Often, Agnes Moncy Guillon will use footnotes. For example on p 287 she leaves the word señoritingo untranslated and italics and adds in a footnote "the suffix -ingo makes the word extremely contemptuous". I like this kind of footnote and I wish they were used more often.
But then I found this:
[Don Pedro was] a native of the northern Province of León ...He received shipments of the famous mantecadas, cookies from Astorga, a city in northern Spain. (p 288)and, unsurprisingly, the geography lesson isn't in the original. One option for the translator would be to leave out the references: any reader who cares can look up León or Astorga to find out where they are. But it would mean that the north-Spain connections of Don Pedro might go missing for the reader. A small loss, but avoidable. So, why not footnotes again?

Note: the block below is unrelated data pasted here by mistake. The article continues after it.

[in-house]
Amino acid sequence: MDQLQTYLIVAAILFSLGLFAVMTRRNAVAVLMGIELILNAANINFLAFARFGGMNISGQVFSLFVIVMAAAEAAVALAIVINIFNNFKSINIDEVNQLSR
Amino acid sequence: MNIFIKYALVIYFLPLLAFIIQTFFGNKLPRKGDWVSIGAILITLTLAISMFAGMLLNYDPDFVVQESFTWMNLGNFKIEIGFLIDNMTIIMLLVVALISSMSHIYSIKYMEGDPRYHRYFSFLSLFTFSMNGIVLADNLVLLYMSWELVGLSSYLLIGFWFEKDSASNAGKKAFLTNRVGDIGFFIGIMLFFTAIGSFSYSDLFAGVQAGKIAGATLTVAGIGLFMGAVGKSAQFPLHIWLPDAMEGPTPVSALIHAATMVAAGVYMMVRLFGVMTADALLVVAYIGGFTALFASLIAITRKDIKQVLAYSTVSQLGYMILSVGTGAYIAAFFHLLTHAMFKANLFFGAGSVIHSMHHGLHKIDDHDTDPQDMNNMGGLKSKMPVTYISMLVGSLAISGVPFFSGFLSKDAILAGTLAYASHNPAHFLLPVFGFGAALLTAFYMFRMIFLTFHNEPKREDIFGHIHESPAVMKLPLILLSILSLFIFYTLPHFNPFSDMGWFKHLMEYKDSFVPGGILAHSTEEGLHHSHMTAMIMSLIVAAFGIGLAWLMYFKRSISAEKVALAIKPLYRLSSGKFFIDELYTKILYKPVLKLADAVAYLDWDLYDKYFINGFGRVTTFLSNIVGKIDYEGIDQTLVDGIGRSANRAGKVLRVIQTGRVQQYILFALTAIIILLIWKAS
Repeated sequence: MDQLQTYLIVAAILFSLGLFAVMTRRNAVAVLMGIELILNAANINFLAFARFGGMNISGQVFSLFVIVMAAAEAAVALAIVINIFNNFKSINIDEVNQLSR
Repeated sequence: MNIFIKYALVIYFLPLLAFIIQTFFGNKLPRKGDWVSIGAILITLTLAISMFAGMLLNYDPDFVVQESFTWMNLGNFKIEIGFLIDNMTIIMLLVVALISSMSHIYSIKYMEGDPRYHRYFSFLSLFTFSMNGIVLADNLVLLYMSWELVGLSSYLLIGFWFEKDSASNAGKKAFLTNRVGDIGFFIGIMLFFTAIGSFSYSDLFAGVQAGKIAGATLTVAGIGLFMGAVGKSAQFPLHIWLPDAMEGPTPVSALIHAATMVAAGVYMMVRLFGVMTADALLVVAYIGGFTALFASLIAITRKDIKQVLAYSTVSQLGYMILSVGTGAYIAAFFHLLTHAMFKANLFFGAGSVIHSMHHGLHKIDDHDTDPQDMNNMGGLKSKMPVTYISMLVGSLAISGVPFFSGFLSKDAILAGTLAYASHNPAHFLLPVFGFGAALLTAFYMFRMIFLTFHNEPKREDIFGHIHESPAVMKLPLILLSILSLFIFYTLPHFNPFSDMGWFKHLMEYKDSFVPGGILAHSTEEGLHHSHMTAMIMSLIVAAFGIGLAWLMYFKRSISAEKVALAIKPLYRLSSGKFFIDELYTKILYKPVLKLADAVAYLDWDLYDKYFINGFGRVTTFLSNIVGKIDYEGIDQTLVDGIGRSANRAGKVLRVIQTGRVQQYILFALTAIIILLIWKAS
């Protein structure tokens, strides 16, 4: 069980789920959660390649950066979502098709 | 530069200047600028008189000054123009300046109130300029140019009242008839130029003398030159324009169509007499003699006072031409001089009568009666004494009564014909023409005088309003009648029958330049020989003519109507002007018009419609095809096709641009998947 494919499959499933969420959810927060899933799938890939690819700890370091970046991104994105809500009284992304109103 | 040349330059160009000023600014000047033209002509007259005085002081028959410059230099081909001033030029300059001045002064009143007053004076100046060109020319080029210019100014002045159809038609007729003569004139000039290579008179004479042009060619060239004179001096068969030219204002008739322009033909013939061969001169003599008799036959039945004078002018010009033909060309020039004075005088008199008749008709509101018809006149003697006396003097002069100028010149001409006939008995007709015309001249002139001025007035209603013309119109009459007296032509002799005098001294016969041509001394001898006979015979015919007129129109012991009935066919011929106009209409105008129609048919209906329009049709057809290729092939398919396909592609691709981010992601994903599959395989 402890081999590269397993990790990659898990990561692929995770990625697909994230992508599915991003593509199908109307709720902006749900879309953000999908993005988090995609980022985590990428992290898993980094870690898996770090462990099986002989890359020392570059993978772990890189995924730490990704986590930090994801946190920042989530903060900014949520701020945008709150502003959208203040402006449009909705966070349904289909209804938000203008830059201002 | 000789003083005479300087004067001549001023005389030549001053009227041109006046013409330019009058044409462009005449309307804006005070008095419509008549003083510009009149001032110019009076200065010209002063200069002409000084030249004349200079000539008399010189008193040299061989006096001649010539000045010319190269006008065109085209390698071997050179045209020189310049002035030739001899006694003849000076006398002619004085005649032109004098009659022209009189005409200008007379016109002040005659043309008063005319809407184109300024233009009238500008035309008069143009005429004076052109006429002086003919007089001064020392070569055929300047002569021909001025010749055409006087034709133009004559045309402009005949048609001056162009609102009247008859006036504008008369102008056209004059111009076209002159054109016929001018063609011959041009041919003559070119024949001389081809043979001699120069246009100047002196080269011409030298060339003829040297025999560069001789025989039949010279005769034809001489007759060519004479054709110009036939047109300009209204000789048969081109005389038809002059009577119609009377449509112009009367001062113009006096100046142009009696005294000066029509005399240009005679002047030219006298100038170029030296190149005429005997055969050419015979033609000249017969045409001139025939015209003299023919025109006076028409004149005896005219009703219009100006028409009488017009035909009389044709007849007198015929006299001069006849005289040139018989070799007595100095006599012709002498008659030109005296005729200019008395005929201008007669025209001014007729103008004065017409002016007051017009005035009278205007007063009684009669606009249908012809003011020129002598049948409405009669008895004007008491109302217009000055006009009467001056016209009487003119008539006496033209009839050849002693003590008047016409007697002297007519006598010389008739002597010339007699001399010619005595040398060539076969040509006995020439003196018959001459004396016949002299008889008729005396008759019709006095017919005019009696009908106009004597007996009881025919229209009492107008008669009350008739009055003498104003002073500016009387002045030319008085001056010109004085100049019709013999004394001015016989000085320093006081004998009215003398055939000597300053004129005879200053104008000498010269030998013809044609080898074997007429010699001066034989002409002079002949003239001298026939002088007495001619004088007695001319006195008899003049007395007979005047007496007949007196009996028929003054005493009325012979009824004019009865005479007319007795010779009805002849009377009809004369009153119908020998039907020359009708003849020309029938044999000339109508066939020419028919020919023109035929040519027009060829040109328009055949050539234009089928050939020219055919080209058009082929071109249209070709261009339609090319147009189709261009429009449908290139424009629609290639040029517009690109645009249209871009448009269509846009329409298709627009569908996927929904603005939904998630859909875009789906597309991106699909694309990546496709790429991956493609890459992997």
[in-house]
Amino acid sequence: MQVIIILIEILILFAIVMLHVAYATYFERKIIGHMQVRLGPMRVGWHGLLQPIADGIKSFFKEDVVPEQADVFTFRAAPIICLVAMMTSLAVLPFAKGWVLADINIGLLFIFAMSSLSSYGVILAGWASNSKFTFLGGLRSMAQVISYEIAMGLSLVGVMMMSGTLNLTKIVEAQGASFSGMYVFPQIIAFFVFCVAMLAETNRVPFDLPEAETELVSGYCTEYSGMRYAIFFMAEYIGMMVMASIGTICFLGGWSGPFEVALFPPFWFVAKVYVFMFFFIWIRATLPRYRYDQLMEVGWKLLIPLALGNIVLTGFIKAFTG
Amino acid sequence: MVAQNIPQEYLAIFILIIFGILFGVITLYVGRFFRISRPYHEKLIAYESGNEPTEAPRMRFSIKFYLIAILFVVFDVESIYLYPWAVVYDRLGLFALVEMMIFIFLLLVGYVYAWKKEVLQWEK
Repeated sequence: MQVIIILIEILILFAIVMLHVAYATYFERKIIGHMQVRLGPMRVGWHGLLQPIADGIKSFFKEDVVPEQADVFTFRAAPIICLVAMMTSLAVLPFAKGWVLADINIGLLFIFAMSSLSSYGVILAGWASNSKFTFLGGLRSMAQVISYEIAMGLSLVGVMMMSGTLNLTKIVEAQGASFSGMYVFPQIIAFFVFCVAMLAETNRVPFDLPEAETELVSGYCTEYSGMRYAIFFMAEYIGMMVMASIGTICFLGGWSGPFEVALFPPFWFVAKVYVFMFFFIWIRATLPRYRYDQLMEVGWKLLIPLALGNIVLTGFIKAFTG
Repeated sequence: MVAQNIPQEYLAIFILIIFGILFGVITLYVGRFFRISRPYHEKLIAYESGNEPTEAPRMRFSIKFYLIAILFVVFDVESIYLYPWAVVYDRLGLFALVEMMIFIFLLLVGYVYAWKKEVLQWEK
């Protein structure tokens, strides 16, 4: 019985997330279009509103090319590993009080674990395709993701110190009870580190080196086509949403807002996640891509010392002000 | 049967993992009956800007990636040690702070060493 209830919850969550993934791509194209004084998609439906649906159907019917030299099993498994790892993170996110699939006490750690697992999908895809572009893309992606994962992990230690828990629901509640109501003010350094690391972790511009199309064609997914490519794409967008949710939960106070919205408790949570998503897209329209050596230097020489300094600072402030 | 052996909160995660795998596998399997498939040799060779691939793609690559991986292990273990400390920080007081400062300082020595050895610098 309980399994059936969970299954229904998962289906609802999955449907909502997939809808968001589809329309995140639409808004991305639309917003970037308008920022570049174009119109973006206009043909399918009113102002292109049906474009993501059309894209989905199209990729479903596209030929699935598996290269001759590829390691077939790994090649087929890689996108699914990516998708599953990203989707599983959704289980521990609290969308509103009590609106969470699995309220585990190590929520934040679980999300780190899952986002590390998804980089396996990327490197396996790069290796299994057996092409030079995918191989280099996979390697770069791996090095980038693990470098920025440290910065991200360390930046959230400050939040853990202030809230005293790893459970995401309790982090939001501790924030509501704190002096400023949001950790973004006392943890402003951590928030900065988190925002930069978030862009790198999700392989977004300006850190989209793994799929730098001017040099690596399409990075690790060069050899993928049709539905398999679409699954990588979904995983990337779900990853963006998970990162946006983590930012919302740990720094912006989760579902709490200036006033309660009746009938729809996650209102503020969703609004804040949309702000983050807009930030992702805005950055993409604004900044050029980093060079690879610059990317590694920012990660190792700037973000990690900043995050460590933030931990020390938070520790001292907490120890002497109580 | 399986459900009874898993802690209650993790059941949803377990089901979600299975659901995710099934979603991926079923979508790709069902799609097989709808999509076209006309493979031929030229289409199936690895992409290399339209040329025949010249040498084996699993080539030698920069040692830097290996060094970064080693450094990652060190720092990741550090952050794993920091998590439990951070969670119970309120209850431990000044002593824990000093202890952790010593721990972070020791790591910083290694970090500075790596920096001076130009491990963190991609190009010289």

In a modern, Kindle-type, edition of course, the placenames could be hotlinked to their Wikipedia entries. I wonder, though, if that would be a good thing. I'm surprisingly undecided on the issue. Do we want all texts to be infinitely linked to everything else in that way?